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Re: Predator relationships
> > From: Chris Campbell <email@example.com>
> Tim Caro's work indicates the cheetahs of the Serengeti average
> > about 40 kg and cheetahs of East Africa average around 60 kg. Are you
> > indicating the differences in leopards are more distinct than this?
> Male leopards do have a greater disparity in size. I think of it as
> cheetah can only be so large to do what they do successfully. This
> would tend to keep both female and male weights down if the theory is
But what about _Acinonyx_pardinensis_, as well as
_Miracinonyx_inexpectatus_ and _M._trumani_? _A._pardinensus_ was
unquestionable a cheetah, but was half again as large as the modern
cheetah; estimates are that it could run as fast or faster than the
modern form. The same holds with the _Miracinonyx_ species. Prey
species would be abundant in Africa, but competition with lions and
hyenas might be a much stronger mitigating factor; it's hard for those
guys to grab tommys, after all, so that may be the only prey animal the
cheetah can get away with grabbing on a regular basis.
> Leopards operate differently. I don't know why male
> leopards are so much larger unless it is male-male competition and
> testosterone. I'll have to find out. >
Sexual dimorphism seems to be the norm among cats; male lions are easily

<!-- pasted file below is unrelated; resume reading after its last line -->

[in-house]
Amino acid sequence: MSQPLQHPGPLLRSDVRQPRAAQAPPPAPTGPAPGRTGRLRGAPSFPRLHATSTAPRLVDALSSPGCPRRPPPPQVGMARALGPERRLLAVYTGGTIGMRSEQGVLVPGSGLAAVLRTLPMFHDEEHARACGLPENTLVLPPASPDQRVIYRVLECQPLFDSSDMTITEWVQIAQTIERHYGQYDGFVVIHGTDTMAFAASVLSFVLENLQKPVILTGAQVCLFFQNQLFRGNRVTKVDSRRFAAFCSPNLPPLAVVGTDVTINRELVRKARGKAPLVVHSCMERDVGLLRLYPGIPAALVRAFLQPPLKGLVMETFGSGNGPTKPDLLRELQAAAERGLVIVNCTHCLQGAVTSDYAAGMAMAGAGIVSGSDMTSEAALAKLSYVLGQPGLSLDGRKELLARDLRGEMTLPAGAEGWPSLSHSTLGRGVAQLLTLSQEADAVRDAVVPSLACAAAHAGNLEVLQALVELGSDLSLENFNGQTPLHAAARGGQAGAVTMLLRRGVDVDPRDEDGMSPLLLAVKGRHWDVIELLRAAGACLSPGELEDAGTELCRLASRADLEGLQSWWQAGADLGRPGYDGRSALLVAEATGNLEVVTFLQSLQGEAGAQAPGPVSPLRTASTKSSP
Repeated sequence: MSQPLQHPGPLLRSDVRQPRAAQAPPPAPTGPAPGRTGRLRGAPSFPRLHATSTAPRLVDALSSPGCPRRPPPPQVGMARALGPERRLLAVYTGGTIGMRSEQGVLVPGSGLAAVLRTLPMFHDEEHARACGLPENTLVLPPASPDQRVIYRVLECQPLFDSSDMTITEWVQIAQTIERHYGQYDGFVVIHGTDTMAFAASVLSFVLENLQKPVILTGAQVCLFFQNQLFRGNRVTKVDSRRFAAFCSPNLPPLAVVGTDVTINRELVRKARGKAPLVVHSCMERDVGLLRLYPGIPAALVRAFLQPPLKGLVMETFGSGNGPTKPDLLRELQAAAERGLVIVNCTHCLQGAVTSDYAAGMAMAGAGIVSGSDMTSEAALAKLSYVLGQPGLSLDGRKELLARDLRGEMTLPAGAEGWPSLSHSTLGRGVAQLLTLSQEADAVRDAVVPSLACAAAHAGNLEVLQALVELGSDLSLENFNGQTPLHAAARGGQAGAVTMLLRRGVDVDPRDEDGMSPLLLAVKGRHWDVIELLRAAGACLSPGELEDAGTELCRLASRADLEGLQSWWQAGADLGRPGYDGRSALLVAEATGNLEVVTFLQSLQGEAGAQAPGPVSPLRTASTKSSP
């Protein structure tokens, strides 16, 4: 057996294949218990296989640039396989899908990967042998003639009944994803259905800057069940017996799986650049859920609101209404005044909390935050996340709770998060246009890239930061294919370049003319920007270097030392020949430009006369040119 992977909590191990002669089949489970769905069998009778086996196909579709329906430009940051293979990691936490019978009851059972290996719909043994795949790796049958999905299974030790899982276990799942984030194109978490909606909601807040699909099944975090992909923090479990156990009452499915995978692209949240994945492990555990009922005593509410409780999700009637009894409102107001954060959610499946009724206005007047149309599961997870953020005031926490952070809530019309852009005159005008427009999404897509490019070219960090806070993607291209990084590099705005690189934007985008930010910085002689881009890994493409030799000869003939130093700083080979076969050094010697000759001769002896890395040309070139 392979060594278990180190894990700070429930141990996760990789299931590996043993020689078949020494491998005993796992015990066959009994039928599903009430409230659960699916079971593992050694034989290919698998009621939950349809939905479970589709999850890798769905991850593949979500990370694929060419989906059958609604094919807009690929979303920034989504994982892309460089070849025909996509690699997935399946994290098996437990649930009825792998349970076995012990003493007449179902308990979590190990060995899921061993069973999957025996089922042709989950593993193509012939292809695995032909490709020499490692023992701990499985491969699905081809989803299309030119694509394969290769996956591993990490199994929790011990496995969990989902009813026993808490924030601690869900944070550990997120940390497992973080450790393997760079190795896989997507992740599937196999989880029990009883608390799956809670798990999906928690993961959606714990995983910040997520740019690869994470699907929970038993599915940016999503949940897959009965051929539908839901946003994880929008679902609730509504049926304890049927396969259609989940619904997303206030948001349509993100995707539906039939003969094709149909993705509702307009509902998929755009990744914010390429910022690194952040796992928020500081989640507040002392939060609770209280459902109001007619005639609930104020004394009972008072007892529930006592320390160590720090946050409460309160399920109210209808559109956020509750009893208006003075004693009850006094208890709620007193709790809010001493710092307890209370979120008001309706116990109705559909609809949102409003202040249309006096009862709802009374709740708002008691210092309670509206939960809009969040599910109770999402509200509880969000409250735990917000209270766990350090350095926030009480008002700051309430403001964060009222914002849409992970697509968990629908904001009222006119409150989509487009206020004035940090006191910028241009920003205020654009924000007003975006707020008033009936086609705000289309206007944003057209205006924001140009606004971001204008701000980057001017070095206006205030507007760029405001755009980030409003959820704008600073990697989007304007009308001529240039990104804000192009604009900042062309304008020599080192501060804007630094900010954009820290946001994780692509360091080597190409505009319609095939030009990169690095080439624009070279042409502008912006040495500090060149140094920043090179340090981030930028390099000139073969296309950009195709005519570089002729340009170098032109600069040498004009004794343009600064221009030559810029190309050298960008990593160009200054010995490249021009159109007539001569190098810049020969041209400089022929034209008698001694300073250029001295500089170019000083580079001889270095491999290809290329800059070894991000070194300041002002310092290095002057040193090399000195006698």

twice as large as females, and then we have leopards and so on.
Cheetahs are the aberration, as usual.
> ; I've heard that
> > cheetahs are successful in bringing down some 90% of the animals they
> > set out to catch (though Caro's work brings that percentage down to
> > about 25-50%, which makes me wonder where the first figure came from),
> > but they have a good half or more of their kills stolen so their success
> > rate dramatically (with Caro's work that would drop the success rate to
> > around 10-25%, which has gotta make you wonder how these buggers have
> > managed to hang on for 10,000 years).
> The figures I remember are 40% for leopard/lion and 70% for
> dog/cheetah. But you're right. Cheetah lose a lot of kills
> which does bring the number down.
The percentages I got are rough, and based on Caro's original work.
These are averages for all prey types, and the numbers he gave were for
females of all types (no males that I could find, dunno why). The
greatest success rate was, of all things . . . hares. They bat close to
1.000 when it comes to hares for some reason.
> > All this talk about success rates brings me to something a bit more on
> > topic: what were the success rates of therapod hunters?
> I don't know. Maybe the experts have some ideas. I would like to
> hear their speculation, too. I really was intrigued by the dino
> climbing the tree with prey. Wish I had thought of it, even if it's
> preposterously improbable.
Climbing a tree wouldn't help dromies much; the Tyrannosaurs are just
too tall to make the strategy terribly effective. It works for leopards
because hyenas can't climb trees and lions generally don't (they can,
but they don't tend to, really; I think they're just not terribly
comfortable up there, being so big and all). Still, it's a neat idea.